Author Topic: "woodwork math" lessons for kids?  (Read 1572 times)

scrubbyfish

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"woodwork math" lessons for kids?
« on: July 01, 2015, 08:03:12 AM »
My 10 year old really struggles with learning math in conventional ways (worksheets, memorization). He is also very excited about building with wood, and is being guided by a neighbour in that. The neighbour and I, though, are both limited in the skill of teaching math.

Does anyone know of an online (or DVD) class teaching math specific to and in the context of woodwork? One for kids, especially grades 1-4, would be ideal, but an adult education one might work too.

RyanAtTanagra

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Re: "woodwork math" lessons for kids?
« Reply #1 on: July 01, 2015, 11:12:13 AM »
Excellent question, posting to follow.  Sorry, no tips :-(

I will say it's a good idea.  A few years ago I needed to calculate a cut angle while only knowing a couple other figures (length of one side and another angle, or something), and looked up how to go about that and it ended up being a trigonometry function (SIN/COS/TAN).  Prior to that I didn't know that crap had an actual real-life application.

tonysemail

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Re: "woodwork math" lessons for kids?
« Reply #2 on: July 01, 2015, 11:51:11 AM »
following this topic

my kid is age 6 and we started exploring online options for math practice.
so far, i found these two websites that offer math practice
www.ixl.com
www.mathscore.com

Lis

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Re: "woodwork math" lessons for kids?
« Reply #3 on: July 01, 2015, 12:31:20 PM »
http://www.pbslearningmedia.org/resource/mkaet.math.ga.woodworker/real-life-math-woodworker/

I love PBS Learning. This particular video is probably a bit too advanced (recommended for grades 6-8), but it may give you a good starting point on how to figure out how to apply woodworking to math.

I don't have kids yet, and being a 10 year old was quite a long time ago for me :) What kind of math is he learning and having trouble with?

mozar

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Re: "woodwork math" lessons for kids?
« Reply #4 on: July 01, 2015, 02:42:51 PM »
I hated trig but I found geometry pretty easy as a non math person. You can watch any class together, coursera, kahn academy, and start applying it.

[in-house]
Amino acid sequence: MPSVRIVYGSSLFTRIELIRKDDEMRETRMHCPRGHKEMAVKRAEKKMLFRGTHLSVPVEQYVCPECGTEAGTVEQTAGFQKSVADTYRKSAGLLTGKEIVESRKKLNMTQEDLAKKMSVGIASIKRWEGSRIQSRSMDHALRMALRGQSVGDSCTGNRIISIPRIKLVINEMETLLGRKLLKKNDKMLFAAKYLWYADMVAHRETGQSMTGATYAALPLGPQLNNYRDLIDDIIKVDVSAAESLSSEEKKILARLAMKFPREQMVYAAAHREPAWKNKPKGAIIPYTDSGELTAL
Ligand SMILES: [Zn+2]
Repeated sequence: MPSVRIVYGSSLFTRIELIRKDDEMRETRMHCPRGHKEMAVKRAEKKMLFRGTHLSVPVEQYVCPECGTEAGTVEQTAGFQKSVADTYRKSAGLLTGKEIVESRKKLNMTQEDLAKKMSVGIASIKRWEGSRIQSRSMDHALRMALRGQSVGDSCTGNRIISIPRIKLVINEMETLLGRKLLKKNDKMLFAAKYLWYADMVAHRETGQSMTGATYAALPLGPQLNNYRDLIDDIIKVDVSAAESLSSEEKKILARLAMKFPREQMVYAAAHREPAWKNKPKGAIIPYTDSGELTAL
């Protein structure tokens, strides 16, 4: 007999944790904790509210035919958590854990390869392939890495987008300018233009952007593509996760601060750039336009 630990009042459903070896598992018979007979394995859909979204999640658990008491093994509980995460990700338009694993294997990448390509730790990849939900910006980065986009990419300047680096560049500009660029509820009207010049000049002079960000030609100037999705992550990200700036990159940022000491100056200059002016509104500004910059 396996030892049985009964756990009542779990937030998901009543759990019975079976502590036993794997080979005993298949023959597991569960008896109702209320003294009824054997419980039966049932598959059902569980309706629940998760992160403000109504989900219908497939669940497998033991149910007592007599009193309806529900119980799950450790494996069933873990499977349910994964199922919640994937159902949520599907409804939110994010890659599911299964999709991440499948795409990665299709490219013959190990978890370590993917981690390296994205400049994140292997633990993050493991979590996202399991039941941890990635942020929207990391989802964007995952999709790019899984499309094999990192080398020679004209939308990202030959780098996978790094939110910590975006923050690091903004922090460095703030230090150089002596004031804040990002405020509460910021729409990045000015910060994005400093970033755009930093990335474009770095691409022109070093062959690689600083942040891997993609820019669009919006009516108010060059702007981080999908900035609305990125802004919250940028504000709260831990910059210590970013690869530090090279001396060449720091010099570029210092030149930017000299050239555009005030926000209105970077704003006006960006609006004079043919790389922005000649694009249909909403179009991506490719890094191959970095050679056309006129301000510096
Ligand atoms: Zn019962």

scrubbyfish

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Re: "woodwork math" lessons for kids?
« Reply #5 on: July 01, 2015, 03:24:07 PM »
For those following for math in general, I will add:
BrainPop Jr
BrainPop
Mathletics

Like Tonysemail, we also enjoyed IXL, and, as mozar noted, khan academy is great. (I haven't tried coursera for a kid yet.) These sites were all awesome during our homeschooling stretch. Conventional school methods have been poor for him. I'm setting him up for online math over the summer, but am really excited about the link posted by Lis (thank you!!) re: woodworker math, just because he will be super motivated and excited to do math that makes sense in the context of his current hobby. My dad had only elementary school, but was an absolute whiz with "woodworking maths", learning applications as he went within that context.

Lis, in three days of woodworking, this has what has come up: angles/degrees, adding fractions, dividing fractions (even just in half), measurements of 8ths and 16ths, understanding that 1/4 is the same as .25 which is the same as a section of pie (i.e., relating the concepts).

marty998

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Re: "woodwork math" lessons for kids?
« Reply #6 on: July 01, 2015, 04:08:31 PM »
Prior to that I didn't know that crap [Trig] had an actual real-life application.

You start to see the applications of Trig functions in higher level maths courses. Engineering would be fracked without it.

There are a few memory "triggers" I remember from school

From the identity: Sin^2 theta + Cos^2 theta = 1

You can get:

sec^2 theta = 1 + tan^2 theta 

(Sexy tans)

cosec^2 theta = 1 + cot^2 theta

(Cosy cots)


Maths is fun lol. Especially when you talk about real and unreal roots (of polynomials) to 16 year olds.

Some even have complex roots!
« Last Edit: July 01, 2015, 04:11:57 PM by marty998 »